world” (in M. Brown 1987, 256). Earlier in the century, there were conflicts
between Jews and gentiles over immigration that were entirely analogous to the
situation in England and the United States, including the anti-Semitic motivation
of many attempting to restrict immigration (Abella & Troper 1981, 52-55; M.
Brown 1987, 239). As in the United States, Jews have strongly opposed
majoritarian ethnocentric and nationalist movements, such as the Parti
Québécois, while remaining strong supporters of Zionism (M. Brown 1987,
260ff). Indeed, in the very close 1995 vote on Quebec separatism, the
overwhelming support of Jews and other minorities for preserving links with
Canada was blamed by separatist leader Jaques Parizeau for their defeat.
It is remarkable that the sea change in immigration policy in the Western
world occurred at approximately the same time (1962-1973), and in all countries
the changes reflected the attitudes of elites rather than the great mass of citizens.
In the United States, Britain, Canada, and Australia public opinion polls of
European-derived peoples have consistently shown overwhelming rejection of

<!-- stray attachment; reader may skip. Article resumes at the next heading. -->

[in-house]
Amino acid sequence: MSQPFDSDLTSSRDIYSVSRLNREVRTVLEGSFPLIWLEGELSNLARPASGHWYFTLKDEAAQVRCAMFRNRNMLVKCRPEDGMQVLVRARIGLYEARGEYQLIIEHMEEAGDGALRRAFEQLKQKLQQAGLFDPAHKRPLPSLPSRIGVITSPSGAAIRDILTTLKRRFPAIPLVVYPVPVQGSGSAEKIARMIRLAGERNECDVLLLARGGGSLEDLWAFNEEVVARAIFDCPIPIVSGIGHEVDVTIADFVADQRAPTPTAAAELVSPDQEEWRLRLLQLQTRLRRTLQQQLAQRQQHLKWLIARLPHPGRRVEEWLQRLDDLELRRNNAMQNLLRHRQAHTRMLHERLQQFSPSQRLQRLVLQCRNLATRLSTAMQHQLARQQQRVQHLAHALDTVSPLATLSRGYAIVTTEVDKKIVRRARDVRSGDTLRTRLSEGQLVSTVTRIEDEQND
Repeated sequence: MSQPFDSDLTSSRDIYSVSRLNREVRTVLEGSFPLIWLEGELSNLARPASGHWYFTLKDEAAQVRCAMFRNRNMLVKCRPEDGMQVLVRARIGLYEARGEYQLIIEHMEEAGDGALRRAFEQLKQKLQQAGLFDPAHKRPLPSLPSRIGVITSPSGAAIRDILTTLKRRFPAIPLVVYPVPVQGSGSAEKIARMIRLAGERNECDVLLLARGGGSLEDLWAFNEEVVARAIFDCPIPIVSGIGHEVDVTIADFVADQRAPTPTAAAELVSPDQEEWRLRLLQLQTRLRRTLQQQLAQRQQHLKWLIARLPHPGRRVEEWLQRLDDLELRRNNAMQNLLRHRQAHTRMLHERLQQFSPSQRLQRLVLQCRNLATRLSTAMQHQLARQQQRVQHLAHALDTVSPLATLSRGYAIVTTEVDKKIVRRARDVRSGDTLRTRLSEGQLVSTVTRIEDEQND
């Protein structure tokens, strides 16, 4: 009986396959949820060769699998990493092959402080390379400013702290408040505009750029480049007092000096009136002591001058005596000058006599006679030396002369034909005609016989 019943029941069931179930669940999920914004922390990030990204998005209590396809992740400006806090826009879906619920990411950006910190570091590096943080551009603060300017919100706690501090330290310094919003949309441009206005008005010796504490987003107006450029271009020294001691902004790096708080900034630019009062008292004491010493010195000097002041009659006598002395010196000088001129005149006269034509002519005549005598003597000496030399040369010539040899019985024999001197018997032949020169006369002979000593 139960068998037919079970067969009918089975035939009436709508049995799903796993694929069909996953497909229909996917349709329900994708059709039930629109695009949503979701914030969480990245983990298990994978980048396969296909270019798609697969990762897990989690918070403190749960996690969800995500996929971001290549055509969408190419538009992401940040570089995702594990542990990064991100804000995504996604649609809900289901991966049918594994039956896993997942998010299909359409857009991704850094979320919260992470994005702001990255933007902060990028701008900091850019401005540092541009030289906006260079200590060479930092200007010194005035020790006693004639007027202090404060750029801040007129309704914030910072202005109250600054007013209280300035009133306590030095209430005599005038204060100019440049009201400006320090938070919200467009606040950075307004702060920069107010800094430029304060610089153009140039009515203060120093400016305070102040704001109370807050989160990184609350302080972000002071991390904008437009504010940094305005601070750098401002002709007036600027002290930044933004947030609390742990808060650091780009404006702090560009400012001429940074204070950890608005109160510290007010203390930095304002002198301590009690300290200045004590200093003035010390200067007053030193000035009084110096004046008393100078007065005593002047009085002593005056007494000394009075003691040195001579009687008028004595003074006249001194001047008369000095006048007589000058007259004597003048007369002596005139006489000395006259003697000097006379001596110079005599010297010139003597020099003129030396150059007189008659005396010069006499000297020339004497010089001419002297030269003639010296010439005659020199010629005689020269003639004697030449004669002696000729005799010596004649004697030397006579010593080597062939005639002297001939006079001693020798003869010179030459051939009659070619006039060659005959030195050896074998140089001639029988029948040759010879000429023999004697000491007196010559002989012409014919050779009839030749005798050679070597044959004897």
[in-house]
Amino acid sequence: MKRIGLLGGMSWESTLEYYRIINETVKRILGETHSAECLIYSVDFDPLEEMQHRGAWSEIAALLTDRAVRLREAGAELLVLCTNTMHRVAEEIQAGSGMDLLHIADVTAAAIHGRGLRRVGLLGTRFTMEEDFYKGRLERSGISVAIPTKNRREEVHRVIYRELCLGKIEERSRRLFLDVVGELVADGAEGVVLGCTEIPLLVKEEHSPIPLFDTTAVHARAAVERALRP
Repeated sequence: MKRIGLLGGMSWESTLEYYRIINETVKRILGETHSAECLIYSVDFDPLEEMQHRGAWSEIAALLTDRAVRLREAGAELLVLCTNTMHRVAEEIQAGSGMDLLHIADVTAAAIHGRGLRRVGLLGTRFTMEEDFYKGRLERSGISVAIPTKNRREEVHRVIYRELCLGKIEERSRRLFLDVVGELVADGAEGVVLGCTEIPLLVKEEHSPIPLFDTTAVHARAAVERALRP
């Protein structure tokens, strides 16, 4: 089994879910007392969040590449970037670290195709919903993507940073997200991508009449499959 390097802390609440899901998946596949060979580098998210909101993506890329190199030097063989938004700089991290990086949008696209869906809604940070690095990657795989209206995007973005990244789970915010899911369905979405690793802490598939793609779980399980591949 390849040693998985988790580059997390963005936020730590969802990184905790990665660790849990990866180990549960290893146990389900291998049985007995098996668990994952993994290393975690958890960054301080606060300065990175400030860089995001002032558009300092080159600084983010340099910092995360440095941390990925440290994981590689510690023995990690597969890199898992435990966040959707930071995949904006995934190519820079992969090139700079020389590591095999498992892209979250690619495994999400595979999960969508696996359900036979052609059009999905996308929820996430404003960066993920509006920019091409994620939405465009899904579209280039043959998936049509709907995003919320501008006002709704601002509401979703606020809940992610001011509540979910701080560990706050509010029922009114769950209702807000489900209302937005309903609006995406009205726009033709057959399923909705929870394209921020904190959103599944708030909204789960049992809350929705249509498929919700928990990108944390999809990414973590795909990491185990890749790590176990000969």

immigration by non-European-derived peoples (Betts 1988; Brimelow 1995;
Hawkins 1989; Layton-Henry 1992). A consistent theme has been that
immigration policy has been formulated by elites with control of the media and
that efforts have been made by political leaders of all major parties to keep fear
of immigration off the political agenda (e.g., Betts 1988; Layton-Henry 1992,
In Canada the decision to abandon a “White Canada” policy came from
government officials, not from elected politicians. The White Canada policy was
effectively killed by regulations announced in 1962, and Hawkins (1989, 39)
comments, “This important policy change was made not as a result of
parliamentary or popular demand, but because some senior officials in Canada,
including Dr. [George] Davidson [Deputy Minister of Citizenship and
Immigration and later a senior administrator at the United Nations] rightly saw
that Canada could not operate effectively within the United Nations, or in the
multiracial Commonwealth, with the millstone of a racially discriminatory
immigration policy round her neck.” In neither Australia nor Canada was there
ever any popular sentiment to end the older European bias of immigration policy.
The primary and identical motivation of Canadian and
Australian politicians in trying to exclude first the Chinese, then
other Asian migrants and finally all potential non-white
immigrants, was the desire to build and preserve societies and
political systems in their hard-won, distant lands very like those
of the United Kingdom. They also wished to establish without